You also have to remember that Microsoft is a corporation with shareholders, most of whom are not Gates, and the Gates Foundation is a completely separate entity. To intertwin the two into a conspiracy would IMO require far to many people to be complicit and of the people I know from Microsoft, I can’t see them being complicit in such as scheme.
OTOH if you want to envision impure motive it would be much easier for the Gates Foundation to execute on an impure motive than in conspiracy with the Microsoft corporation. That said, I personally think the Gates Foundation is doing what it is doing for the right reasons, i.e. to improve the human condition in 3rd world countries.
Now this is a sentiment I can concur with. I often lamented that decisions were made in Redmond than affected a huge percent of the population but that they were not incented to care about how it negatively affected the population if that negative affect did not hurt sales or their share price.
Unfortunately the incentives for a US corporation are to constantly increase the share price for the benefit of the shareholders — who are typically within the top 10% of the net worth in this country — and not worry about how it helps or hurts humanity overall. IMO that is the challenge of the 21st century; either we make reforms to society that create incentives for corporations — and elected officials — to care about humanity, or I fear were are destined to descend into a second dark ages.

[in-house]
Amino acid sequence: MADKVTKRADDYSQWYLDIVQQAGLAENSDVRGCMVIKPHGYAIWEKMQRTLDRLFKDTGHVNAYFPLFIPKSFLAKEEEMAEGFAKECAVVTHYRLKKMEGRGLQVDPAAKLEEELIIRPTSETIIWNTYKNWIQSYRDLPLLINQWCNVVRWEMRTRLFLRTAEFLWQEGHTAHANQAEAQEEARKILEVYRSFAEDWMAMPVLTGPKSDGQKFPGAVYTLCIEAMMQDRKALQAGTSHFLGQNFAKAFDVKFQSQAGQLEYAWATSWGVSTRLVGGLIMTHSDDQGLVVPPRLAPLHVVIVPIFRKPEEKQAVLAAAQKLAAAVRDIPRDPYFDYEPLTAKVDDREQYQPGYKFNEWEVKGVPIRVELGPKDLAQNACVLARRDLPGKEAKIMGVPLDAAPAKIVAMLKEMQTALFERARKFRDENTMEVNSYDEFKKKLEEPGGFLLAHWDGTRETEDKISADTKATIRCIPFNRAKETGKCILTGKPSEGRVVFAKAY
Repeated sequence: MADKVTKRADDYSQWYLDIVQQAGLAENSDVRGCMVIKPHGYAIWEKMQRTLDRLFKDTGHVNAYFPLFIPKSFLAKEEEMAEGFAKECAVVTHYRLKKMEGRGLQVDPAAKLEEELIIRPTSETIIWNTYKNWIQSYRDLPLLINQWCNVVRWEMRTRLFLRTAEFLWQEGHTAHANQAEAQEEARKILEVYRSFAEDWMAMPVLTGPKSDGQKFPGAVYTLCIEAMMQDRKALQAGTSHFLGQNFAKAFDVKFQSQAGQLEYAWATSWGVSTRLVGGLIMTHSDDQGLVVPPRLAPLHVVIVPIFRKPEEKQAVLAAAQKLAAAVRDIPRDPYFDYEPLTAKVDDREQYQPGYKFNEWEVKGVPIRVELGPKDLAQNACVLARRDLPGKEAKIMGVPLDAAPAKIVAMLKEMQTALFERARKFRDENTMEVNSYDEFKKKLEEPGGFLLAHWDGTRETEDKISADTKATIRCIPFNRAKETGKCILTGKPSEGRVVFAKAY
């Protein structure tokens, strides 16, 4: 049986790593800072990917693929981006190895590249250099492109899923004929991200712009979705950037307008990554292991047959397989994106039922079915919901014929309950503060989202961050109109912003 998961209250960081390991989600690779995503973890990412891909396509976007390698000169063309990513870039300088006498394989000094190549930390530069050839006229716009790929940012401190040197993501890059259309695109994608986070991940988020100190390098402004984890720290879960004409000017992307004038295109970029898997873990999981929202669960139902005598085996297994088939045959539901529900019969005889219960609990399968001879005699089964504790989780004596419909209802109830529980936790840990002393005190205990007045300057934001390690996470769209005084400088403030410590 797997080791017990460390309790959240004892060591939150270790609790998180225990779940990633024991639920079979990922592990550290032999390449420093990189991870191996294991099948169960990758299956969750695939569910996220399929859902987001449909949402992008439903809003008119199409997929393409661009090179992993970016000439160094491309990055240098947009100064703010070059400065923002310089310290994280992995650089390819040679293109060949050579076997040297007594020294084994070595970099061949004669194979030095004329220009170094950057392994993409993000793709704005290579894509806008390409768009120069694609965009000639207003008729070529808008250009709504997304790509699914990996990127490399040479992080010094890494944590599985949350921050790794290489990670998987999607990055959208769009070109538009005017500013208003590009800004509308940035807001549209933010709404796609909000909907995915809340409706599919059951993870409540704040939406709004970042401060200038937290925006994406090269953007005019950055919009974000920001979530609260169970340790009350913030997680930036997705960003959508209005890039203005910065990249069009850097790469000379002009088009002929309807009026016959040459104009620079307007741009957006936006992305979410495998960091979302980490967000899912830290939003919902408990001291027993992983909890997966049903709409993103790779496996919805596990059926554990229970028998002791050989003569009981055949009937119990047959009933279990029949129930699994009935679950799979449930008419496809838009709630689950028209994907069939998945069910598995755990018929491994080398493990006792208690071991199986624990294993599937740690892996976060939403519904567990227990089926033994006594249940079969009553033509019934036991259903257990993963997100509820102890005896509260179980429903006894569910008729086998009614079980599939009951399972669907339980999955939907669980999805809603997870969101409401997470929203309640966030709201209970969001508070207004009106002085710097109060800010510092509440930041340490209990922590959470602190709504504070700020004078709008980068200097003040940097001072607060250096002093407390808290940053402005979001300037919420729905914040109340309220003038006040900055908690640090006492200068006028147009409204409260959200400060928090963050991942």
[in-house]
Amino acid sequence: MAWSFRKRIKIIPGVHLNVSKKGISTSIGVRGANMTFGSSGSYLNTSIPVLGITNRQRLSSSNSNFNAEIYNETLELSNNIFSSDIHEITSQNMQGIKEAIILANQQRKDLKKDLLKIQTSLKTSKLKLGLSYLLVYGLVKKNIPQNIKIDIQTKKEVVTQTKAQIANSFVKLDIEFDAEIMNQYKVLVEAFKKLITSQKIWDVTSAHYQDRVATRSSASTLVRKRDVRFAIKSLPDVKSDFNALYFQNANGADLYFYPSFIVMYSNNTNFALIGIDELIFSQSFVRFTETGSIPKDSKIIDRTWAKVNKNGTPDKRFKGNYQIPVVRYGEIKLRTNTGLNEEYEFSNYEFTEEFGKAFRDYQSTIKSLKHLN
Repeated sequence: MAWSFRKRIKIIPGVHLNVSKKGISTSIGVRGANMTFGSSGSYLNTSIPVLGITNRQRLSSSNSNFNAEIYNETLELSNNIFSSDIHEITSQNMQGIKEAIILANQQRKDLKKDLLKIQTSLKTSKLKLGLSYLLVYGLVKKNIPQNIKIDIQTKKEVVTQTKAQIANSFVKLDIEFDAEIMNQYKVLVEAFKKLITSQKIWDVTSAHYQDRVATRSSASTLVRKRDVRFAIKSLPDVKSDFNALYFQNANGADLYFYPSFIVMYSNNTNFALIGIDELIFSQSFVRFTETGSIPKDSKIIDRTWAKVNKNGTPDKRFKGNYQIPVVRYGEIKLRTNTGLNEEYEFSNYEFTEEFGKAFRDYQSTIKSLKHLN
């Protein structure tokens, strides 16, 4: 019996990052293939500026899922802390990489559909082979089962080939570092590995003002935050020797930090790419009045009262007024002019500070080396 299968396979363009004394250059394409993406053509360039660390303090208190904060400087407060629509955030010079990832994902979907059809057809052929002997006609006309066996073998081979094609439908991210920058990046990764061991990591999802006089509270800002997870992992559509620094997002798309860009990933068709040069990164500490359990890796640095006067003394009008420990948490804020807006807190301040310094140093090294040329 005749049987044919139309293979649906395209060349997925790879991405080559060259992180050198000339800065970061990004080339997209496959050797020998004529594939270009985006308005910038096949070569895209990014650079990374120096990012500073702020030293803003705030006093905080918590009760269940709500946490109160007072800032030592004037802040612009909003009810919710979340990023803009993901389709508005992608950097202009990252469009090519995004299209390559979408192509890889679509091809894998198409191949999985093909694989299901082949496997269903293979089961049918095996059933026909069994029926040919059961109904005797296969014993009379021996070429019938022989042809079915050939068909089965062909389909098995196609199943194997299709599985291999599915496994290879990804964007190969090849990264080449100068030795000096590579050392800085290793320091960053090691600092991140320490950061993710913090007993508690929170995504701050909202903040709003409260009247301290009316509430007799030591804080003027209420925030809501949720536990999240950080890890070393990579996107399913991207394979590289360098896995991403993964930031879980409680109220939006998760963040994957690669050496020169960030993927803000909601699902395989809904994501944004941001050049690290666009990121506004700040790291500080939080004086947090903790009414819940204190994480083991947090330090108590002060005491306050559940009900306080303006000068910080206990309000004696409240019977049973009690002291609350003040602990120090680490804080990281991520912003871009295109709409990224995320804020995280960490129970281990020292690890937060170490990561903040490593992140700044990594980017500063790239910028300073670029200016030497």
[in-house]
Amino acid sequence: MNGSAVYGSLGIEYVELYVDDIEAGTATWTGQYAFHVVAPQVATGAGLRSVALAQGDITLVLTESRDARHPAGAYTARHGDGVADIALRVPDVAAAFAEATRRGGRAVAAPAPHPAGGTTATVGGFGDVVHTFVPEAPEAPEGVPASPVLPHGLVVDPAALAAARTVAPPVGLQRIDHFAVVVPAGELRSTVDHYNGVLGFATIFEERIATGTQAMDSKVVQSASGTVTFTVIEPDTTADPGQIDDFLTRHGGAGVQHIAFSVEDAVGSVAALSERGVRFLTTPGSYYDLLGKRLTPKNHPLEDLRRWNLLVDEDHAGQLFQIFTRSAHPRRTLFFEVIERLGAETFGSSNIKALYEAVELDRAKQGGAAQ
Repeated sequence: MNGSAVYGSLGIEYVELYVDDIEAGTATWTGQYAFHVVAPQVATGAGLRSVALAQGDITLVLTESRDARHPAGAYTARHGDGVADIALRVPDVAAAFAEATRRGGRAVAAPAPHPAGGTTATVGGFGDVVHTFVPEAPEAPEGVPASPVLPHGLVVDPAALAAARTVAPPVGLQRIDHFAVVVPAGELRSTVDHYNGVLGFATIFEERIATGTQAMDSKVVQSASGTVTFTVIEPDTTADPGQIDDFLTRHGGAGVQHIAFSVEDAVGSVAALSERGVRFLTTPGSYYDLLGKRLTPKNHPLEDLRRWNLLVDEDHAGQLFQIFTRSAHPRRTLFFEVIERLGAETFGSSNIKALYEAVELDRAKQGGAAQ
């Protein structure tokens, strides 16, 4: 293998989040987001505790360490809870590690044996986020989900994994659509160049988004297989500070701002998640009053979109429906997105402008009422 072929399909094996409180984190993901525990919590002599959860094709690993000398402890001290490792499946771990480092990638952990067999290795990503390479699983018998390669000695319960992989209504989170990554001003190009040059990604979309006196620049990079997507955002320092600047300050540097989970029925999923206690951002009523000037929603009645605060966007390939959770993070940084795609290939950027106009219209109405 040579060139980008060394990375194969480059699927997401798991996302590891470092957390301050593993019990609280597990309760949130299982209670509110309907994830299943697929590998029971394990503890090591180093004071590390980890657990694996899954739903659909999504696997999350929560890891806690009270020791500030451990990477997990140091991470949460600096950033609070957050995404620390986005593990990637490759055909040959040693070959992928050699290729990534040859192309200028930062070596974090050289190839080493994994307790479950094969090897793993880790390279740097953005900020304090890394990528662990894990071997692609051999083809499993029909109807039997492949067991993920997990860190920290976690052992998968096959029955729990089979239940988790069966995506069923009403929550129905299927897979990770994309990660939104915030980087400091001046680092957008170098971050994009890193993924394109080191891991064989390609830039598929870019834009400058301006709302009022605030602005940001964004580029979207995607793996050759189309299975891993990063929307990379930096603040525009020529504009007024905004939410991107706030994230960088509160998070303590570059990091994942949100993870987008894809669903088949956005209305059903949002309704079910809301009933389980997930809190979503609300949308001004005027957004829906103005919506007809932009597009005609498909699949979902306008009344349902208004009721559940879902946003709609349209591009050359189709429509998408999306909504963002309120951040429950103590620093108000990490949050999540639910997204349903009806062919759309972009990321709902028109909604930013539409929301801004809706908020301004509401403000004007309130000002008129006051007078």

That is definitely an interested proposal.
But I fear a corporation like Microsoft would see it as too much trouble with very little gain, and one that could potentially cannibalize their sales. At the very least some type of organization would need to be set up to manage the process and I doubt a corporation like Microsoft would want set that up internally.
Maybe that is a great idea for a non-profit? First confirm that you can get older developers to work on the software, and then approach companies like Microsoft to open-source their older software.
BTW, one of the few people who I have stayed connected with from my early days in the industry is now project manager for VB.NET, but I was friends with her for decades before she joined Microsoft. If you want to create this non-profit organization, I will promise to put the idea in front of her. I know that she feels the same that I do, that the “occupational programmer” has long been forgotten by Microsoft and so my guess is she would at least be open to hearing about your plan.